During more than 60 years of woodworking, Sam developed an organic, graceful style of furniture particularly evident in his chairs – any rocking chair with flowing lines built in the last 50 years is almost invariably described as “Maloof-inspired.”
Sam’s original low-back chairs and rockers have ended up in places like the White House and the Smithsonian museum. To me, his projects have always seemed more like an extension of nature than projects tallied up on a material list. As an outdoorsman, I look at those flowing lines and imagine that the chair could have been formed by forces of wind or rain.
And yet, his furniture is also solid and comfortable – intentionally so. Sam made sure all of his chairs provided good lower back support, holding the spindles he’d cut to his own back and sitting in the chairs he built until they felt right. No matter how beautiful the workmanship, Sam said, if the chair didn’t sit right, it was a lousy chair.
A few years ago, I had the good fortune to watch Sam build one of his trademark chairs and listen to his insights about the craft. It was an event I’ll always remember. Sam was already in his late 80s then, but still working six days a week at the craft he loved. Despite such honors as being the first designer ever to receive a MacArthur “genius” grant award, Sam preferred to think of himself as a woodworker, not an artist.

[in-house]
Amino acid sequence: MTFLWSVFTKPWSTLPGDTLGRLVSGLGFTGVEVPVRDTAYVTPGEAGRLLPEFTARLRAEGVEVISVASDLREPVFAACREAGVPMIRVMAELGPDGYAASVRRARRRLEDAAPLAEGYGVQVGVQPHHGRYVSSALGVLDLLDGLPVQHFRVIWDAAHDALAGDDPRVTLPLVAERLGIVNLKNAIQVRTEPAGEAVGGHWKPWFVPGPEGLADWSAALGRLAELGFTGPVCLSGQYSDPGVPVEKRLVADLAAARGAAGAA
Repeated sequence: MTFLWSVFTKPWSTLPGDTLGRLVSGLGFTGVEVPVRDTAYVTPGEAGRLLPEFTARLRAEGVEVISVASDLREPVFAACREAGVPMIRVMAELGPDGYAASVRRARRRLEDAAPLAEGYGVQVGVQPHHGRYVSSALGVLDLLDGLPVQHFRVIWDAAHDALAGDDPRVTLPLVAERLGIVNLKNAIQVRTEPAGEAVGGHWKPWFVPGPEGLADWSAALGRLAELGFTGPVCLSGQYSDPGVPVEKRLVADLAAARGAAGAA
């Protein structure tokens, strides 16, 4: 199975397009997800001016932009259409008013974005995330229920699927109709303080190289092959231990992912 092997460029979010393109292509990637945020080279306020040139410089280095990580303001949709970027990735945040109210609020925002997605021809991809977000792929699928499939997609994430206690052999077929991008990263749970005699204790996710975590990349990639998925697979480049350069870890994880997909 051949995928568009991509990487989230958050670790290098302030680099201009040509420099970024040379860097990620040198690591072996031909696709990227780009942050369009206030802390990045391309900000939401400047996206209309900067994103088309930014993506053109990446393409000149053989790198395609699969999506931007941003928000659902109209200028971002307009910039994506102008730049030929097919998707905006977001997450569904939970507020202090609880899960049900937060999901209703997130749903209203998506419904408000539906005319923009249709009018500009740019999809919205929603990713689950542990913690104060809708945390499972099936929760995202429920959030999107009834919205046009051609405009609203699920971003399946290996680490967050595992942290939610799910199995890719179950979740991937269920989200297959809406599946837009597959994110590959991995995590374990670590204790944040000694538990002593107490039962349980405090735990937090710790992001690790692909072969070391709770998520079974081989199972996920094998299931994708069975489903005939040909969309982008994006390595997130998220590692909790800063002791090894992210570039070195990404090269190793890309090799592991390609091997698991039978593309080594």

It was part of his gentle, down-to-earth personality: the same gracious personality that welcomed visitors to his home and workshop, that shared his experiences with younger woodworkers, that took a genuine interest in everyone he met.
And although Sam himself might have been self-effacing, to me it was a magical experience to watch him work. I’d never attempt some of the daring freehand cutting Sam did on the band saw (Sam himself strongly advised against it), and I noticed that he did not use measured drawings, either. Instead, Sam saw his furniture as almost living things, inspired by a higher power than himself and made “real by human hands and simple tools.”
These are noble goals worth adopting in our own projects and approach to our work, don’t you think?
Woodworking owes a great debt to you, Sam. You will be dearly missed.
Rob Johnstone, Woodworker’s Journal